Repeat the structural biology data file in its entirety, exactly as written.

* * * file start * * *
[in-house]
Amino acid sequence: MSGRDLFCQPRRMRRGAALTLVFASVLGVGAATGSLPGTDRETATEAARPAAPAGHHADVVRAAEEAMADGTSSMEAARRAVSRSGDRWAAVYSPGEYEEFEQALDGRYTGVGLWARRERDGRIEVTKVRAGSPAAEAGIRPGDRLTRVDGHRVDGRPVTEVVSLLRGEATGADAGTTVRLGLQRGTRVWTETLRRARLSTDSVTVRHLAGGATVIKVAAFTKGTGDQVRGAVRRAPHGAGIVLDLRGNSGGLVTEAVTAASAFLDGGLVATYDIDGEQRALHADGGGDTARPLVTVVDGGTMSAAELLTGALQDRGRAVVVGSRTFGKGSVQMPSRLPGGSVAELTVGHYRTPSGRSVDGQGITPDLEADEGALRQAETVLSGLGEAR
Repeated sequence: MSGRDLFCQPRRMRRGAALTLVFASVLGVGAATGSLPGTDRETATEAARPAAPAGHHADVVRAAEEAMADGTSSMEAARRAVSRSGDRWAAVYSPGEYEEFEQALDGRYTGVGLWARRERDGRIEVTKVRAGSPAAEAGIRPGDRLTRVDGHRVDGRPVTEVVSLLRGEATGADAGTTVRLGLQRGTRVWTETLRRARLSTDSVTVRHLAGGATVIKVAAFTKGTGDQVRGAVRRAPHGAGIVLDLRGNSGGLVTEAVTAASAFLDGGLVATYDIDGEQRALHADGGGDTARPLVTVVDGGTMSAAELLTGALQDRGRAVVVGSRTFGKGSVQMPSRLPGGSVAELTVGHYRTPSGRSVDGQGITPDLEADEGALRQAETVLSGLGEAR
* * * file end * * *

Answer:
[in-house]
Amino acid sequence: MSGRDLFCQPRRMRRGAALTLVFASVLGVGAATGSLPGTDRETATEAARPAAPAGHHADVVRAAEEAMADGTSSMEAARRAVSRSGDRWAAVYSPGEYEEFEQALDGRYTGVGLWARRERDGRIEVTKVRAGSPAAEAGIRPGDRLTRVDGHRVDGRPVTEVVSLLRGEATGADAGTTVRLGLQRGTRVWTETLRRARLSTDSVTVRHLAGGATVIKVAAFTKGTGDQVRGAVRRAPHGAGIVLDLRGNSGGLVTEAVTAASAFLDGGLVATYDIDGEQRALHADGGGDTARPLVTVVDGGTMSAAELLTGALQDRGRAVVVGSRTFGKGSVQMPSRLPGGSVAELTVGHYRTPSGRSVDGQGITPDLEADEGALRQAETVLSGLGEAR
Repeated sequence: MSGRDLFCQPRRMRRGAALTLVFASVLGVGAATGSLPGTDRETATEAARPAAPAGHHADVVRAAEEAMADGTSSMEAARRAVSRSGDRWAAVYSPGEYEEFEQALDGRYTGVGLWARRERDGRIEVTKVRAGSPAAEAGIRPGDRLTRVDGHRVDGRPVTEVVSLLRGEATGADAGTTVRLGLQRGTRVWTETLRRARLSTDSVTVRHLAGGATVIKVAAFTKGTGDQVRGAVRRAPHGAGIVLDLRGNSGGLVTEAVTAASAFLDGGLVATYDIDGEQRALHADGGGDTARPLVTVVDGGTMSAAELLTGALQDRGRAVVVGSRTFGKGSVQMPSRLPGGSVAELTVGHYRTPSGRSVDGQGITPDLEADEGALRQAETVLSGLGEAR